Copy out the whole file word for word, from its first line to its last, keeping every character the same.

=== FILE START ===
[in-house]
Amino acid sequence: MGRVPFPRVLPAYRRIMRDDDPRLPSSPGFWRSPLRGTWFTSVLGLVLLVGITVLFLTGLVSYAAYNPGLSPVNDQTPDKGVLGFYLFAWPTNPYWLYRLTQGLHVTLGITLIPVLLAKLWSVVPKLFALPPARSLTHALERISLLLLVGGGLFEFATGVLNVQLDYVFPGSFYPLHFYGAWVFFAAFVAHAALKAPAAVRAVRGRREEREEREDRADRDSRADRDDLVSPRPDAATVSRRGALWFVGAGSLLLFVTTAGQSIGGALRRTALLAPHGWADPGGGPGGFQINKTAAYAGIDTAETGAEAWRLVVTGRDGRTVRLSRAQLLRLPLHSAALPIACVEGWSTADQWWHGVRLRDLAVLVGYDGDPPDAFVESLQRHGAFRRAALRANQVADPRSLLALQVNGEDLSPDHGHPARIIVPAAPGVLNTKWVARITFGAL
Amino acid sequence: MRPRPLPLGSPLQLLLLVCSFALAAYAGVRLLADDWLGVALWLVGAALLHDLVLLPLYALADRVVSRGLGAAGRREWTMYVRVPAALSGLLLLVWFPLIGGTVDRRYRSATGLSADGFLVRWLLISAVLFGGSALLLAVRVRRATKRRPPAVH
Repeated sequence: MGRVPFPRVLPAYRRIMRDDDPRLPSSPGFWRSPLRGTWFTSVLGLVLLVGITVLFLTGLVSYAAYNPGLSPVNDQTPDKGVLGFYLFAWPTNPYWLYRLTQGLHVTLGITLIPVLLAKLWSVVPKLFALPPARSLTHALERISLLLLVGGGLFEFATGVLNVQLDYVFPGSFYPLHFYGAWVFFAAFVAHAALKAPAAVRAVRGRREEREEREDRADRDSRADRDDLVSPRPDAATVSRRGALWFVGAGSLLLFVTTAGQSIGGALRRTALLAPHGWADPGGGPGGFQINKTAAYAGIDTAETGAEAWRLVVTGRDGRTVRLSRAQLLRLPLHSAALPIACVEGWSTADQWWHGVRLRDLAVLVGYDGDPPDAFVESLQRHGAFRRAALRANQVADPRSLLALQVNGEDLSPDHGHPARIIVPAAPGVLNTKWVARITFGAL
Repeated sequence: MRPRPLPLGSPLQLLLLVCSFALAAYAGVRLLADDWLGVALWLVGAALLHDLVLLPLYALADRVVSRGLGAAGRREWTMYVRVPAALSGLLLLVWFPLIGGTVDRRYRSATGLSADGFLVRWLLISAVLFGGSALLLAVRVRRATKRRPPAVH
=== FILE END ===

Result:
[in-house]
Amino acid sequence: MGRVPFPRVLPAYRRIMRDDDPRLPSSPGFWRSPLRGTWFTSVLGLVLLVGITVLFLTGLVSYAAYNPGLSPVNDQTPDKGVLGFYLFAWPTNPYWLYRLTQGLHVTLGITLIPVLLAKLWSVVPKLFALPPARSLTHALERISLLLLVGGGLFEFATGVLNVQLDYVFPGSFYPLHFYGAWVFFAAFVAHAALKAPAAVRAVRGRREEREEREDRADRDSRADRDDLVSPRPDAATVSRRGALWFVGAGSLLLFVTTAGQSIGGALRRTALLAPHGWADPGGGPGGFQINKTAAYAGIDTAETGAEAWRLVVTGRDGRTVRLSRAQLLRLPLHSAALPIACVEGWSTADQWWHGVRLRDLAVLVGYDGDPPDAFVESLQRHGAFRRAALRANQVADPRSLLALQVNGEDLSPDHGHPARIIVPAAPGVLNTKWVARITFGAL
Amino acid sequence: MRPRPLPLGSPLQLLLLVCSFALAAYAGVRLLADDWLGVALWLVGAALLHDLVLLPLYALADRVVSRGLGAAGRREWTMYVRVPAALSGLLLLVWFPLIGGTVDRRYRSATGLSADGFLVRWLLISAVLFGGSALLLAVRVRRATKRRPPAVH
Repeated sequence: MGRVPFPRVLPAYRRIMRDDDPRLPSSPGFWRSPLRGTWFTSVLGLVLLVGITVLFLTGLVSYAAYNPGLSPVNDQTPDKGVLGFYLFAWPTNPYWLYRLTQGLHVTLGITLIPVLLAKLWSVVPKLFALPPARSLTHALERISLLLLVGGGLFEFATGVLNVQLDYVFPGSFYPLHFYGAWVFFAAFVAHAALKAPAAVRAVRGRREEREEREDRADRDSRADRDDLVSPRPDAATVSRRGALWFVGAGSLLLFVTTAGQSIGGALRRTALLAPHGWADPGGGPGGFQINKTAAYAGIDTAETGAEAWRLVVTGRDGRTVRLSRAQLLRLPLHSAALPIACVEGWSTADQWWHGVRLRDLAVLVGYDGDPPDAFVESLQRHGAFRRAALRANQVADPRSLLALQVNGEDLSPDHGHPARIIVPAAPGVLNTKWVARITFGAL
Repeated sequence: MRPRPLPLGSPLQLLLLVCSFALAAYAGVRLLADDWLGVALWLVGAALLHDLVLLPLYALADRVVSRGLGAAGRREWTMYVRVPAALSGLLLLVWFPLIGGTVDRRYRSATGLSADGFLVRWLLISAVLFGGSALLLAVRVRRATKRRPPAVH